30 October 2006

One Bee, Two Bee, Old Bee, New Bee

It's officially called Melittosphex burmensis; but for the sake of this entry, I will call him Bennie. Bennie is more than 100 million years old, and will spend the rest of eternity stuck where he has been all these years: in rock-hard amber.

Bennie (pictured) is not only a new species of prehistoric bee; he is also the oldest identifiable bee specimen ever found -- dating back 40 million years before the previous oldest known bee specimen.

What has scientists intrigued -- beyond the ability to date bees farther back than ever before -- is the fact that Bennie possesses features of both bees and wasps, making him an early proto bee. However, it is not likely that Bennie is actually related to modern bees or wasps; rather, he is probably from a branch that started with a common ancestor to our modern bees, but which led to the dead end of extinction.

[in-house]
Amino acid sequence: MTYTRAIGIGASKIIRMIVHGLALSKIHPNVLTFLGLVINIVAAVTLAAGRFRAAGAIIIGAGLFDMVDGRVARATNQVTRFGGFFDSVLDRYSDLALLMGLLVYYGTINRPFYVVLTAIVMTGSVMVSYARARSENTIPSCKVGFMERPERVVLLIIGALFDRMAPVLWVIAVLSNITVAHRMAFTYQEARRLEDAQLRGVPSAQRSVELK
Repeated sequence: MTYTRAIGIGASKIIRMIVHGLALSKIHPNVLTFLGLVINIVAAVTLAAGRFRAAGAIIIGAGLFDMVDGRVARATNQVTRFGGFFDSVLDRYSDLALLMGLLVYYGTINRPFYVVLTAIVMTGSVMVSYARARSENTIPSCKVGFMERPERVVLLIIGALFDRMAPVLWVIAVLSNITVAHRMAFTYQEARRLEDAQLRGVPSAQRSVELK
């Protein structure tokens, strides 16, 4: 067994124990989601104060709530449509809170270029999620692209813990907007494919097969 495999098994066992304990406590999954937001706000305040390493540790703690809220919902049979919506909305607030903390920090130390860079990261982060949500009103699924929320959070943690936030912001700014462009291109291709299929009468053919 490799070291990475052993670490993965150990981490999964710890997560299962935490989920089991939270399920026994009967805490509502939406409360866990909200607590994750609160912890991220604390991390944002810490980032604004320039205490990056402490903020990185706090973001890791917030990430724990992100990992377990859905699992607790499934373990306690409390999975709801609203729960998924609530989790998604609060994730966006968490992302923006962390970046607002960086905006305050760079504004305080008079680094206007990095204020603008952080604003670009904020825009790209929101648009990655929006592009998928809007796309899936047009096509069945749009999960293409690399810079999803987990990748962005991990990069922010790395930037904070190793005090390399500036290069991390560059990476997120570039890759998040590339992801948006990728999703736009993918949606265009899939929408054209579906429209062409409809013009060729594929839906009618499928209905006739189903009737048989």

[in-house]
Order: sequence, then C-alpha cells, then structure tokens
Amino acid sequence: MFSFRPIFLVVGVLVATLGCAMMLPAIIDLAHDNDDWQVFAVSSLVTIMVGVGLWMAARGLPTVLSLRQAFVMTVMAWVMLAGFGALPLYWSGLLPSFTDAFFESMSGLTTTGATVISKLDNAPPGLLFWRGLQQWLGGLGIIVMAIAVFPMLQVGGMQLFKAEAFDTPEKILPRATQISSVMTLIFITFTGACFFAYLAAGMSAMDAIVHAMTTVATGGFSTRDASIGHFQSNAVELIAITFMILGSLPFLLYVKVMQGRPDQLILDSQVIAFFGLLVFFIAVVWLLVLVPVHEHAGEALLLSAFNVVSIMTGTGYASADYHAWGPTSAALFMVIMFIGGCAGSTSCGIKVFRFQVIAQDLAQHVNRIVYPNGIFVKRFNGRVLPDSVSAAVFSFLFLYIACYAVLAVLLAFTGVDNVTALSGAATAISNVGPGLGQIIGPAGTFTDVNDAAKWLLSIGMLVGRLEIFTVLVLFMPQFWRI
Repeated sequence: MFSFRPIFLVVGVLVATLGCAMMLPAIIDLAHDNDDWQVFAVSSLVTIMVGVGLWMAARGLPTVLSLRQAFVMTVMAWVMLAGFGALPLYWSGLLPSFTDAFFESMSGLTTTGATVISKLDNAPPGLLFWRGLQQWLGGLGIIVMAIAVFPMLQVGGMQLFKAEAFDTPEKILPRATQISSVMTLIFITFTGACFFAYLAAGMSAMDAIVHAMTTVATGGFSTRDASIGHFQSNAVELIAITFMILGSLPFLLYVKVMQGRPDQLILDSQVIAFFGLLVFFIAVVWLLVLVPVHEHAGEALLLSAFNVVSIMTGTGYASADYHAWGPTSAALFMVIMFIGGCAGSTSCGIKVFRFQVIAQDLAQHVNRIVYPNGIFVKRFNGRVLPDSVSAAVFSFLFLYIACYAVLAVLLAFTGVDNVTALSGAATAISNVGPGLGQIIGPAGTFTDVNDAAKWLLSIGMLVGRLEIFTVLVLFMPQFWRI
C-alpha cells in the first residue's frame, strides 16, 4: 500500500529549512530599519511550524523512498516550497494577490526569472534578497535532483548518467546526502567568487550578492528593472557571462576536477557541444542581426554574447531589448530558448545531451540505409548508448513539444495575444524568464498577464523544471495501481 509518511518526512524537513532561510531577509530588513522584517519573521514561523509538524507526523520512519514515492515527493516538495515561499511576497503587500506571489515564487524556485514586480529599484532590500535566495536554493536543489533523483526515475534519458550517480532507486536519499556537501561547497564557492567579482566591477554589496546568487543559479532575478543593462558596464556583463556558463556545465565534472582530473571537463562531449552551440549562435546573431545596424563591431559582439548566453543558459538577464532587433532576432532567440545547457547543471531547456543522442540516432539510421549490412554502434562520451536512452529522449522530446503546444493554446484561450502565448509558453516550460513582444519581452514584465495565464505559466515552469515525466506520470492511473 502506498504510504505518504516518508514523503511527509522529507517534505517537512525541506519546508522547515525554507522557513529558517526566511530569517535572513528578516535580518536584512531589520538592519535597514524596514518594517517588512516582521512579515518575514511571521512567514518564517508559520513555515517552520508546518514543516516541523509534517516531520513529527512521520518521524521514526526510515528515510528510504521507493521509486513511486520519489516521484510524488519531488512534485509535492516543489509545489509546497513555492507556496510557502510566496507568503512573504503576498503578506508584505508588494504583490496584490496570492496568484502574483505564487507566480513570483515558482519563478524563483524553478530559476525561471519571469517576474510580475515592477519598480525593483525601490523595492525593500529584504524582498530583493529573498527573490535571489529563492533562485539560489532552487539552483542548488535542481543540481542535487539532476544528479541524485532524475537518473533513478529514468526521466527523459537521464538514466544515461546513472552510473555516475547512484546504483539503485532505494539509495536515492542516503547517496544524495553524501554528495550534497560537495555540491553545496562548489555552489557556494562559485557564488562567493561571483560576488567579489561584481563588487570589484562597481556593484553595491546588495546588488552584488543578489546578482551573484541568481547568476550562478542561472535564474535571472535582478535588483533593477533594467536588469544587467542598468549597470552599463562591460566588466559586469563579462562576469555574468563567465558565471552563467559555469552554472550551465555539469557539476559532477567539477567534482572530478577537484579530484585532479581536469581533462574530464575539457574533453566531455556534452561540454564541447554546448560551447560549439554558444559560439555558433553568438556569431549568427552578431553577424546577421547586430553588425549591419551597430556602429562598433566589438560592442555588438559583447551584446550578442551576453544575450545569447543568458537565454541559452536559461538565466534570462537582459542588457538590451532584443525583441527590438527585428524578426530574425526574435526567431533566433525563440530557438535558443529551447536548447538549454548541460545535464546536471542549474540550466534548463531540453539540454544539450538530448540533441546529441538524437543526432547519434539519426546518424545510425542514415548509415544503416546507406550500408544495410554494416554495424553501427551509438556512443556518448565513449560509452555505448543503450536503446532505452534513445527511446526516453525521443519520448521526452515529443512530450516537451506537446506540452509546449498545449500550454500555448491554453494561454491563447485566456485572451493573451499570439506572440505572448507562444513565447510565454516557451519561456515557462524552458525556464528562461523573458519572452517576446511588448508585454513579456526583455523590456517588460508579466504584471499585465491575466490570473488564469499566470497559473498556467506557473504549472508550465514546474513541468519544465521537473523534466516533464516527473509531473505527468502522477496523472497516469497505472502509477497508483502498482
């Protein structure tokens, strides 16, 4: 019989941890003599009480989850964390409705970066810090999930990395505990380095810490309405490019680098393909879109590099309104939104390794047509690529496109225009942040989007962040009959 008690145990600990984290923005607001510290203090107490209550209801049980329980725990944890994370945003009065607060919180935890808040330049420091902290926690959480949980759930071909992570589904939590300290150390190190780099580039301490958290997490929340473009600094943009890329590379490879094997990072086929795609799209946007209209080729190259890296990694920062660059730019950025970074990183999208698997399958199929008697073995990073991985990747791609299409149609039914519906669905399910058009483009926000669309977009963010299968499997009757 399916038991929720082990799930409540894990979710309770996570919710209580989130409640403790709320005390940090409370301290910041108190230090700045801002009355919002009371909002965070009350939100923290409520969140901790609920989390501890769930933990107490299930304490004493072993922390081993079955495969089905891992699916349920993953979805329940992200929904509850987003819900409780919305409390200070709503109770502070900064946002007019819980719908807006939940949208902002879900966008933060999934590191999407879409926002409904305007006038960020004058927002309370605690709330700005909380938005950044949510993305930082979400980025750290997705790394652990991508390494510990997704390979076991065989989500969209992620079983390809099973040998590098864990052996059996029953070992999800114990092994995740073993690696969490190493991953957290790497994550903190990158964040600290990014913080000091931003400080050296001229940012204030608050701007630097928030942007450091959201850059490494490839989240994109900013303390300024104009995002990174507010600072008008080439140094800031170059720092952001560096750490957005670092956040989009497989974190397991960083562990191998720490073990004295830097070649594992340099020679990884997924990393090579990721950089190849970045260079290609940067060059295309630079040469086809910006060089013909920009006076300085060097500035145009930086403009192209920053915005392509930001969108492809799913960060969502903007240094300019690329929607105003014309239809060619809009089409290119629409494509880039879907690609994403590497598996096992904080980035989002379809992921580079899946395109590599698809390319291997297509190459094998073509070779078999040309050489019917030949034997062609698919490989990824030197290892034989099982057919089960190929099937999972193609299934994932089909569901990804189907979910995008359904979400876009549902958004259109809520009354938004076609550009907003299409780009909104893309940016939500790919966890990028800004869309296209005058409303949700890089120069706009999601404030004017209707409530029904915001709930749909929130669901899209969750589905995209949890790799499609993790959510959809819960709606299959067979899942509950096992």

More about this amazing find is in this article.

No comments: